RoboGoogle says meta descriptions do not have an impact on page rankings in search engines. However, well-crafted tags increase click-through rate (CTR) which does have an impact on search results.

Because user activity appears to now be factored into algorithm ranking verticals, meta descriptions have more importance than the commanders at search control will have you believe.

It is therefore important to include meta descriptions on every page, including blog posts, to give end-users a significant insight of what they can expect if they click through to view your content.

So how do you write killer meta descriptions that increase your CTR?

Use ad copy

The meta description is essentially an advert signposting what your page is about. Regardless of whether this is a product page, your meta tags need to interest searchers enough to click-through.

Keywords are vitally important of course. Without keywords, search engines will not index your content correctly whereby they will not show up in results. But beyond search engine crawlers you also have to appeal to readers.

You only have room to input 160 characters which only amounts to a sentence or two, in which case you need to be able to describe the content on your in a concise way whilst being persuasive.

Your meta tag needs to trigger a response so should be structured in accordance with the page content, either by including a call to action, describing benefits, evoke curiosity, entice clicks with special offers or some other emotional appeal.

To get inspiration for your M-tags, review wording from paid ads and click bait headlines, not word for word exactly, but a general gist of phrases that are creating a buzz and that most appeal to you.

Use benefit and feature descriptions

When writing sales copy for products and services, copywriters are brought up on the mantra, “features tell, benefits sell.” The same rules apply when writing meta description that appeal to end users.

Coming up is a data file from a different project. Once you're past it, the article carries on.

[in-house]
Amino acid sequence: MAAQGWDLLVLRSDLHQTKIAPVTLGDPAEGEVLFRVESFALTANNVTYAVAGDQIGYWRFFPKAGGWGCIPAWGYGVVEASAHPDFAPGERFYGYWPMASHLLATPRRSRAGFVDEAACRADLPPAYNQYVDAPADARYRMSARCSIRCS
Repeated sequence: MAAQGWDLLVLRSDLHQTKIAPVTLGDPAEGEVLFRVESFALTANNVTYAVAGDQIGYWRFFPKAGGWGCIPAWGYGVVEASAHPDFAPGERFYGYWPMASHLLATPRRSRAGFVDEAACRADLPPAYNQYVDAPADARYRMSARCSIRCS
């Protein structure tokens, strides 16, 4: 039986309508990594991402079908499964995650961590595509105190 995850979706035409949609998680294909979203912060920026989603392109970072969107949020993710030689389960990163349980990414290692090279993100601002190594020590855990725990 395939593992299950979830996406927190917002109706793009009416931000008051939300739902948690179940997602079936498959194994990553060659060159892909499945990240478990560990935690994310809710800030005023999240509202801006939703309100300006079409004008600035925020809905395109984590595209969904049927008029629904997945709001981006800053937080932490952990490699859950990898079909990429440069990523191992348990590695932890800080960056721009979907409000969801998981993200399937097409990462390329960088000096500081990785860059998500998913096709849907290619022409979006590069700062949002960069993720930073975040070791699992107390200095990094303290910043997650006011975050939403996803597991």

Benefits detail how your product can improve your customer’s life so lead with the benefit followed by the feature that delivers the benefit. If the price is a selling point, that should be emphasised at the end, for example “And all for just £..”

Use facts and figures

Your meta description should be an extension of your page title and gives you the opportunity to include key data. Facts and figures work well as they tell end-users exactly what they can expect from your product.

For example, “Stamp 100 letters in 60 seconds,” throws exact figures into the equation and raises curiosity. If you have a unique selling point that raises awareness and piques interest, include this as well.

Facts and figure can also be used to increase urgency, such as “Save 25%. Offer ends 31 May,” is more likely to attract CTR and immediate conversions. Alternatively, “hurry now whilst stocks lasts,” is another option.

Although Google play down the role of meta descriptions on product pages, they are vitally important for attracting interest from end-users and are effectively your first sales pitch. Get the wording right and you will increase your CTR and conversions.